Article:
But Csikszentmihalyi also recognizes the small c of creativity – the everyday, often personal, problem-solving all of us do. We are all of us small c creative when we find that we’re missing an ingredient in a recipe and need to substitute. When two of our children need to be at different places at the same time. When the lesson we planned can’t be taught because the Internet is down. When we need to write something romantic in the Valentine’s Day card to our sweetie.

We monitor and adjust.

I think of this as “duct tape ingenuity.”

As much as I admire the Spielbergs, the Warhols, and the Beethovens of this world, I appreciate the really good small c creative people with whom I work everyday even more. The problem-solvers. The initiators. The teachers who do something a little crazy hoping the crazy thing may just capture the attention of some kids who weren’t paying attention before. The tech who devises an ingenious work-around. The librarian whose library policies treat library users as people.

We need to honor small c creativity in our schools and classrooms – and we should be demanding our students demonstrate small c creativity instead of relying on adults to routinely provide the solutions – to personal issues, of course (I forgot my iPad at home) but to classroom issues as well.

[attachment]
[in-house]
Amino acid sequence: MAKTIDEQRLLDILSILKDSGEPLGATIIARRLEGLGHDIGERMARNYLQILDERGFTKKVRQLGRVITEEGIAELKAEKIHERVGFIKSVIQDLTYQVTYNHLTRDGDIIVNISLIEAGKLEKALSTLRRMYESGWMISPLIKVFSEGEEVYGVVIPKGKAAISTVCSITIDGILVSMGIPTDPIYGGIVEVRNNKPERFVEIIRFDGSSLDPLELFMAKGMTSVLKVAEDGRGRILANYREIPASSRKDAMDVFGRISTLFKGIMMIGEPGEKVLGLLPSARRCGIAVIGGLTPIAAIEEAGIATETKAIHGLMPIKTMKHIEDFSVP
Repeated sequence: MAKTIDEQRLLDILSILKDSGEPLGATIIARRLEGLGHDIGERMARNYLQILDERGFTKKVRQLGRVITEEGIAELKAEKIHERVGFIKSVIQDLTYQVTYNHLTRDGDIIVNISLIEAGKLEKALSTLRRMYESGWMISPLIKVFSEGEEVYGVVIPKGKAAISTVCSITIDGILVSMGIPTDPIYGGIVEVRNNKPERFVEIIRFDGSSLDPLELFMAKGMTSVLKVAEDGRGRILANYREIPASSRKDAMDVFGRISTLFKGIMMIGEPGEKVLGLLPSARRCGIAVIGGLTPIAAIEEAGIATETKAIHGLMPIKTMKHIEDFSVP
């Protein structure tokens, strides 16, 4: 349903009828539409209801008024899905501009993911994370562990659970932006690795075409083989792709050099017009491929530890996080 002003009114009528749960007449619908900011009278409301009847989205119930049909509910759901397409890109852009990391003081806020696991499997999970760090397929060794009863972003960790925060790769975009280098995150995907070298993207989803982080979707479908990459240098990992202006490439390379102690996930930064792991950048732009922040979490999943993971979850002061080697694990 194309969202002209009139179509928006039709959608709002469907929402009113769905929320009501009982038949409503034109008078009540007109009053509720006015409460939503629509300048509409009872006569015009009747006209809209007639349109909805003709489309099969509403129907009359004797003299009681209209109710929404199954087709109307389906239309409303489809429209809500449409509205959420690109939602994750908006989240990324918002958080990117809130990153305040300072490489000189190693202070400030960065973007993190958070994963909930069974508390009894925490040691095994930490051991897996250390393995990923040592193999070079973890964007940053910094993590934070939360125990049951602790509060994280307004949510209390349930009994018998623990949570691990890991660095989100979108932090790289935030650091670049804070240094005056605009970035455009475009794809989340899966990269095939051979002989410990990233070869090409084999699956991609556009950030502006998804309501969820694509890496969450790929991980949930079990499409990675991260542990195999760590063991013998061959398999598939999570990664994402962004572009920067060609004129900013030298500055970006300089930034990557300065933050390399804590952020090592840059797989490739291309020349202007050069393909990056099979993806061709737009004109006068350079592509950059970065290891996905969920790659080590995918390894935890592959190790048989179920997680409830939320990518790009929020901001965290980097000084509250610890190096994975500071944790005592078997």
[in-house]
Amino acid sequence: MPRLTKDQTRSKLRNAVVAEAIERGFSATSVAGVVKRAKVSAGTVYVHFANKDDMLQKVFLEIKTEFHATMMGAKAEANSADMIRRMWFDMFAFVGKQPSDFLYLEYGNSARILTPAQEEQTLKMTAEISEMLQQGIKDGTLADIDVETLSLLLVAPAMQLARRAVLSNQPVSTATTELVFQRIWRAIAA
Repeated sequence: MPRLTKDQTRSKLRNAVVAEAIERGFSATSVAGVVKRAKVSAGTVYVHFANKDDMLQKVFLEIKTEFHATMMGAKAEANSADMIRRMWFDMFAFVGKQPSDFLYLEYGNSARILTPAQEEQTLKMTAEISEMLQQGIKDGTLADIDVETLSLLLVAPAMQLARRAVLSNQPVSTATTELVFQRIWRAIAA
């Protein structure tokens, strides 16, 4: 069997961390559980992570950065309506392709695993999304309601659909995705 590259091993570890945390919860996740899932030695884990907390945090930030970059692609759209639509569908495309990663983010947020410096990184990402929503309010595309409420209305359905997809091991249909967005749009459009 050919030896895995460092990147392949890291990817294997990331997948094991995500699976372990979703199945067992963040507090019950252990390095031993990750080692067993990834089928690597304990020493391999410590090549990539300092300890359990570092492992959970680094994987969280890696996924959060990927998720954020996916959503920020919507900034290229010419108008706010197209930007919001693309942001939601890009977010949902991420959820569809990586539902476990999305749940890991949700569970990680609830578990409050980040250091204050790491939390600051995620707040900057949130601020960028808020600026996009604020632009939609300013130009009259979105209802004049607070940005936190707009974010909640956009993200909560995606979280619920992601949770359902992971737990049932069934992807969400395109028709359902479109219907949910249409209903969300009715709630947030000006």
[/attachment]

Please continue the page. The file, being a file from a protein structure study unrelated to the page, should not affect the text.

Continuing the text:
Shouldn’t we be asking our students for solutions for these sorts of problems?

  • We have only 20 books for 26 kids in the classroom.
  • When school dismisses early on snow days, some kids’ parents can’t come to get them until regular dismissal time.
  • Jerry and Tom are always arguing.
  • Alisha is getting cyberbullied.
  • The chapter on the civil rights movement in the textbook is boring.
  • The librarian only lets kids check out two books at a time.
  • The wireless network is slow.
  • Our newest student doesn’t speak English as her native language.

Teachers should recognize that not all forms of creativity are demonstrated through big projects with formal assessments for a grade. Thinking of creative solutions to a problem is a habit of mind, a disposition, a personality trait – an integral part of personal responsibility.

That only gets stronger with practice.

1. Csikszentmihalyi, Mihaly. Creativity: Flow and the Psychology of Discovery and Invention. Harper, 1997.